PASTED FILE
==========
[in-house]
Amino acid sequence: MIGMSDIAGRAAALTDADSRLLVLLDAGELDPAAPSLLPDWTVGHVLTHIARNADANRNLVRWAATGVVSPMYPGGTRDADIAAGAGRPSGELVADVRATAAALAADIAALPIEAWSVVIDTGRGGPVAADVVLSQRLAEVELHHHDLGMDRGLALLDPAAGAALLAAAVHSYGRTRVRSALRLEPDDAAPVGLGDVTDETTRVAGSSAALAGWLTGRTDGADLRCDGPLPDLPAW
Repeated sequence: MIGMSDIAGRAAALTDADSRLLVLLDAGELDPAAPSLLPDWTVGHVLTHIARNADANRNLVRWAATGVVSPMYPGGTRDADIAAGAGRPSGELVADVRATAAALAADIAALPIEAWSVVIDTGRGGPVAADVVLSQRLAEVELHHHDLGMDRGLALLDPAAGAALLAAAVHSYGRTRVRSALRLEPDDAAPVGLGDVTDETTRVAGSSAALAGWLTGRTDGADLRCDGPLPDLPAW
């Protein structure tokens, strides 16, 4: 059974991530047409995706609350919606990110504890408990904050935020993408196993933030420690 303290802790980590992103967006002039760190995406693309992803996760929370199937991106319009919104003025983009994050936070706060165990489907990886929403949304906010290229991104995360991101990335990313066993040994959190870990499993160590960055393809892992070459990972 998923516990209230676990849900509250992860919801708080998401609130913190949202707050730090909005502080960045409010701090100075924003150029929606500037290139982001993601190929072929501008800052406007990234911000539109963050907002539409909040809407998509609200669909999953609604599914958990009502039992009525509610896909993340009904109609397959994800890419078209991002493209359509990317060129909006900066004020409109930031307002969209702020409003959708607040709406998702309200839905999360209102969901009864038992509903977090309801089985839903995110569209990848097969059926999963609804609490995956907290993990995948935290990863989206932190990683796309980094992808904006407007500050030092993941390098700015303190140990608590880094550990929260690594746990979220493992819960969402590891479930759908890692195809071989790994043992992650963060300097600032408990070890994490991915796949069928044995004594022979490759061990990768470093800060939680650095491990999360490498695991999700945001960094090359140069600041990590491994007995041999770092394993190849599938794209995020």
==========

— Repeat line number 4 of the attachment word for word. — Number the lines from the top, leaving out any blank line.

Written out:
């Protein structure tokens, strides 16, 4: 059974991530047409995706609350919606990110504890408990904050935020993408196993933030420690 303290802790980590992103967006002039760190995406693309992803996760929370199937991106319009919104003025983009994050936070706060165990489907990886929403949304906010290229991104995360991101990335990313066993040994959190870990499993160590960055393809892992070459990972 998923516990209230676990849900509250992860919801708080998401609130913190949202707050730090909005502080960045409010701090100075924003150029929606500037290139982001993601190929072929501008800052406007990234911000539109963050907002539409909040809407998509609200669909999953609604599914958990009502039992009525509610896909993340009904109609397959994800890419078209991002493209359509990317060129909006900066004020409109930031307002969209702020409003959708607040709406998702309200839905999360209102969901009864038992509903977090309801089985839903995110569209990848097969059926999963609804609490995956907290993990995948935290990863989206932190990683796309980094992808904006407007500050030092993941390098700015303190140990608590880094550990929260690594746990979220493992819960969402590891479930759908890692195809071989790994043992992650963060300097600032408990070890994490991915796949069928044995004594022979490759061990990768470093800060939680650095491990999360490498695991999700945001960094090359140069600041990590491994007995041999770092394993190849599938794209995020």